BOGOTA – Freddy Rendon, erstwhile commander of a bloc of the now-defunct AUC militia federation, said in a deposition that he always felt like just another member of Colombia’s security forces.
According to media reports published Friday in Medellin, Rendon told a prosecutor in that northwestern city that during his time in the armed struggle he never had a problem at military or police checkpoints.
The ex-militiaman said he “never felt pursued by either the army or the police or any other state institution,” El Colombiano newspaper reported in reference to Thursday’s deposition.
“He even stated that every time he arrived at a military checkpoint he was like just another soldier or police officer.”
Rendon made the statement to a prosecutor from a unit established to investigate and try demobilized former members of the AUC, more than 31,000 of whose fighters handed in their weapons between the end of 2003 and mid-2006 as part of the peace process with conservative President Alvaro Uribe’s administration.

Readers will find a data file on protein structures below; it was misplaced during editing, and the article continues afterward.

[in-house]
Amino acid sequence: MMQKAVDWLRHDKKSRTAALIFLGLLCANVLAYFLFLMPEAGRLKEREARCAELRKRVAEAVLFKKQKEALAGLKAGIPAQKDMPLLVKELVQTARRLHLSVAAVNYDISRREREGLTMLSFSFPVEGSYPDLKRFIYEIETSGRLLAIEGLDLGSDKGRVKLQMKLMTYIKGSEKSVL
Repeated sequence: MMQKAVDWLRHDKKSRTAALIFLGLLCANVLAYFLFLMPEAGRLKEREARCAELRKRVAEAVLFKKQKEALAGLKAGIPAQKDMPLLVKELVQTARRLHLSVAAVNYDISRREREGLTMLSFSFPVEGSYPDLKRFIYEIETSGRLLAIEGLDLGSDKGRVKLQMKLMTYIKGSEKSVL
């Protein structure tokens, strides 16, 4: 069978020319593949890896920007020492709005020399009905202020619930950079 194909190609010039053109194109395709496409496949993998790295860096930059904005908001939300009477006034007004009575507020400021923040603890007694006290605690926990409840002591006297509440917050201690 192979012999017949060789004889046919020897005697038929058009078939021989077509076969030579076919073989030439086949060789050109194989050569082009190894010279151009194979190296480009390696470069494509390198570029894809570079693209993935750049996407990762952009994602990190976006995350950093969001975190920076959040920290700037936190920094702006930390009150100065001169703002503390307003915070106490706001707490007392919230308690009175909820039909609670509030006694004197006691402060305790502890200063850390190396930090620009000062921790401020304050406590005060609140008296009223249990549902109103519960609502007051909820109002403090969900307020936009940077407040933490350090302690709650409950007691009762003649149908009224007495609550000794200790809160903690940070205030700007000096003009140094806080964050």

The demobilization was accompanied by a law offering reduced penalties for militiamen who confess to their crimes – the AUC killed at least 10,000 people – and make restitution to victims.
Some 650 of the demobilized militiamen belonged to the Elmer Cardenas Bloc, a unit that took orders from Rendon and until August 2006 was active in the jungles straddling the border between the northwestern provinces of Antioquia and Choco.
In addition to hundreds of murders, the bloc is accused of carrying out large-scale forced displacements of the indigenous population and usurping their land for the benefit of companies that set up large palm oil plantations in the region.
The AUC originated from militias formed by wealthy landowners to battle leftist rebels, but by the time it formally disbanded in 2006 the group was essentially a drug-running, crime syndicate with political pretensions.
The United Nations blames the paramilitaries for 80 percent of the war crimes in Colombia’s decades-old internal conflict. EFE